In a nutshell

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IN THE 2014 Scottish Independence Referendum Voting Guide, recently published by the 
Electoral Commission, pages 
8 and 9 are given over to advertisements from both sides of the debate.

In 255 words, the No Thanks campaign sets out its case for Scotland remaining within the UK, highlighting the strength, security and stability we currently enjoy along with the risks and uncertainties offered to us by the Nationalists.

They also include a sizeable logo and a small photograph of a young family.

The Yes campaign devotes three-quarters of its page to a photograph of a baby’s hand resting in the palm of his/her mother’s hand.

Beneath this striking image, there are just 127 words – and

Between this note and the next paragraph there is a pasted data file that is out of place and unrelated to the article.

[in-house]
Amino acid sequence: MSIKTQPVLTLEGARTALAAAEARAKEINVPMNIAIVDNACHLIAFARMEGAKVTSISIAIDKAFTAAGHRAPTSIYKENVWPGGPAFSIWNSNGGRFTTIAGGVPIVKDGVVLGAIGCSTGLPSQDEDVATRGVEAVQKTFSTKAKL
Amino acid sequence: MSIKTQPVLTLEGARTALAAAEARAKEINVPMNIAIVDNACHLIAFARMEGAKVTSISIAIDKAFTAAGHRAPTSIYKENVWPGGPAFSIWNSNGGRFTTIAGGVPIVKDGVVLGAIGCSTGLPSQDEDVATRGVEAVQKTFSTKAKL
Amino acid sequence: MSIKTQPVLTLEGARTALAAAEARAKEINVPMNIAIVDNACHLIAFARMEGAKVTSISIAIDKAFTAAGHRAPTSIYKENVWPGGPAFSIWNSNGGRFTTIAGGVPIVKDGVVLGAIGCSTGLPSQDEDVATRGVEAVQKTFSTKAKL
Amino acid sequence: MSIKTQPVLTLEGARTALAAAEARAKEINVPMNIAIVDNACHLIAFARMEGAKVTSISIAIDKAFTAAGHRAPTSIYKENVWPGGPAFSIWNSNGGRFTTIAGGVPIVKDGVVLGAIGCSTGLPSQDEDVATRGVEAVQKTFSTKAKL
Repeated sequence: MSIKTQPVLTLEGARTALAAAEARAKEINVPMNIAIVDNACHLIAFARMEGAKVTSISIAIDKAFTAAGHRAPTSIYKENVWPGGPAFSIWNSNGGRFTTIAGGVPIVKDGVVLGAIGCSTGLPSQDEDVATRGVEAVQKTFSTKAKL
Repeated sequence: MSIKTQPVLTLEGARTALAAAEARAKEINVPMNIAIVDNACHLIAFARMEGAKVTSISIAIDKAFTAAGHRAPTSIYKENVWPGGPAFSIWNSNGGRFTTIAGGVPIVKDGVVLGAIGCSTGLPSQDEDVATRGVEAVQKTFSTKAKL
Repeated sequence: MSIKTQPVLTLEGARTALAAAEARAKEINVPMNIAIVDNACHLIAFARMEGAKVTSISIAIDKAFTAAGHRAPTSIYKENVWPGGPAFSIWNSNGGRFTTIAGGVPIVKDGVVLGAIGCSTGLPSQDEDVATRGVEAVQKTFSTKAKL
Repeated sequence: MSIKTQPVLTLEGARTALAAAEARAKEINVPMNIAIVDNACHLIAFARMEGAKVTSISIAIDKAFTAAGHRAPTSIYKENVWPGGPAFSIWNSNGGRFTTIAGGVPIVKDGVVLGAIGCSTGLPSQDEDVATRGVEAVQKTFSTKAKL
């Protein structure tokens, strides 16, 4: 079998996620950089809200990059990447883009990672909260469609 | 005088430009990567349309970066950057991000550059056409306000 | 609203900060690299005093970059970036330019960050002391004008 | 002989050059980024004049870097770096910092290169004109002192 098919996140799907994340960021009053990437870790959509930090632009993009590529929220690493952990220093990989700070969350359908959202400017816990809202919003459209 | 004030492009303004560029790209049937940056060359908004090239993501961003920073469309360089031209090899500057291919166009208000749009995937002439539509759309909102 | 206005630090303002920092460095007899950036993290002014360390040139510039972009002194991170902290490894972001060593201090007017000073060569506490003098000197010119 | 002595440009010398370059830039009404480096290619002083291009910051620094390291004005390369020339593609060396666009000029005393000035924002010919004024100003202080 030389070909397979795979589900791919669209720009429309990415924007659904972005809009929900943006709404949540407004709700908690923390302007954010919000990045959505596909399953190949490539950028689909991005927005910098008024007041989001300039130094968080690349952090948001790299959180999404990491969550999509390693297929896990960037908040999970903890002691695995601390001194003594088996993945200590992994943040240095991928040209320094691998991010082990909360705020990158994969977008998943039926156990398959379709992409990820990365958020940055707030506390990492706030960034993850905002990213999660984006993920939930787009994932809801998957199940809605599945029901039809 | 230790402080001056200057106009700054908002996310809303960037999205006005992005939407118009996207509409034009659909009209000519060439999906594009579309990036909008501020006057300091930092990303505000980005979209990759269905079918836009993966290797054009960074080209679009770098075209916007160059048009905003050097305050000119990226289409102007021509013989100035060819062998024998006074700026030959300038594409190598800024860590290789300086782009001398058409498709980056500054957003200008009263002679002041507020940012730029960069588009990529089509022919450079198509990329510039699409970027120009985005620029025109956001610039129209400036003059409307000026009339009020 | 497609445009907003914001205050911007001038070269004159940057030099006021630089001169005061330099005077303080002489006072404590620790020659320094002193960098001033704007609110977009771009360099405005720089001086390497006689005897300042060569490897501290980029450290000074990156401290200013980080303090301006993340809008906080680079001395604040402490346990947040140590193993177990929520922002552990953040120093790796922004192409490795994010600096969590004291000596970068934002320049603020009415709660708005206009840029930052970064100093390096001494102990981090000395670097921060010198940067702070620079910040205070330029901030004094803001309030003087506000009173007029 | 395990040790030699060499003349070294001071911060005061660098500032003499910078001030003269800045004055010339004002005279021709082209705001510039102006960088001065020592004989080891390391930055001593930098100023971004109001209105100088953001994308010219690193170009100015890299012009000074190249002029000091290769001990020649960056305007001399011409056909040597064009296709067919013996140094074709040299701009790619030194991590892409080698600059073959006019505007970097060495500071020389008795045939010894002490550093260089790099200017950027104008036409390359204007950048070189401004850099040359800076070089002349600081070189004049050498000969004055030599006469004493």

it’s the same utopian promises that we’ve heard a thousand times before: all will flourish, prosper and thrive; life will be easier for young and old alike; all will have their preferred party running the country; government failures will be a thing of the past.

We’re even told that “we can take our own decisions” – as if we’re currently taking no decisions either about Scotland or the rest of the UK (or having the European Parliament taking decisions for us).

In just two pages, we get both campaigns in a nutshell.

Keith Gilmour

Netherton Gate